Should I Sleep? doesn’t actually recognize your face, just a general face-like presence in front of the camera. So should someone jump in front of your machine in the seconds between when you get up and when it goes to sleep, it will halt the sleep process. It’s not a finicky app. We’ll have to wait for Apple to implement true facial recognition, which I’d bet we’d see in the next year or two.

I thought it was a neat app, and considering it’s essentially free, it’s worth downloading and toying around with. It’s not for everyone (especially the tin-foil hat wearers out there), but I’m sure more than a handful of you will find it useful.

 
   
     
  Windows 8 and Boot Camp  
   
 

I recently had the opportunity to install Windows 8 on my iMac, and while I have never been a fan of the Windows operating system, I had heard some good things about Windows 8, so I decided to give it a try.

I wanted to install via Boot Camp, as I do not own any virtual machine software, and personally don’t see a reason that I need it. I have no issues restarting my computer in order to switch operating systems.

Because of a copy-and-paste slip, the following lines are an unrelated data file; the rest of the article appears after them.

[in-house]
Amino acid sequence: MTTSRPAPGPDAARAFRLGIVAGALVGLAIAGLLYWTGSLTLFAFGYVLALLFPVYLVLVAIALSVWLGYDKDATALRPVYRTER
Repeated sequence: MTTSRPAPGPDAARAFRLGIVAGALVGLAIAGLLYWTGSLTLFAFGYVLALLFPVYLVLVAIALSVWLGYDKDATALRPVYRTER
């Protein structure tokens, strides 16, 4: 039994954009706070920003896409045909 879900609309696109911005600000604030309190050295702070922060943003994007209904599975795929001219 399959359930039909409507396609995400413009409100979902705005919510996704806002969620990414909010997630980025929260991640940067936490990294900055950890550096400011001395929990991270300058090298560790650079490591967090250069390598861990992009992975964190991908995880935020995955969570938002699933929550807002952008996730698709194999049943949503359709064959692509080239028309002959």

Upon opening up Boot Camp Assistant, I remembered that Windows 8 is not officially supported by it yet, and questioned my ability to install it. After some digging around on the web, I found out that it will install just fine, regardless of what Boot Camp Assistant says. I followed through with the install, just like any other Boot Camp setup. I downloaded the Windows software support to an available thumb drive.

The install went very smoothly, and actually didn’t seem to take as long as past versions of Windows. After it finished, I installed the support software, and was good to go. I didn’t really have anything specific I needed to do in Windows, I simply wanted to try it out. Under general use, I didn’t encounter any major issues, considering it’s not even officially supported by Apple/Boot Camp.

The issues I encountered were fairly minor. When adjusting the volume from an Apple keyboard, Windows responds correctly, but there is no volume level indicator overlay like you would normally see. This is also the case when adjusting the brightness from the keyboard. In my research, I did notice that some users needed to download certain drivers from the hardware manufacturer’s website and install manually, but this was not the case for me. All drivers were installed and working correctly.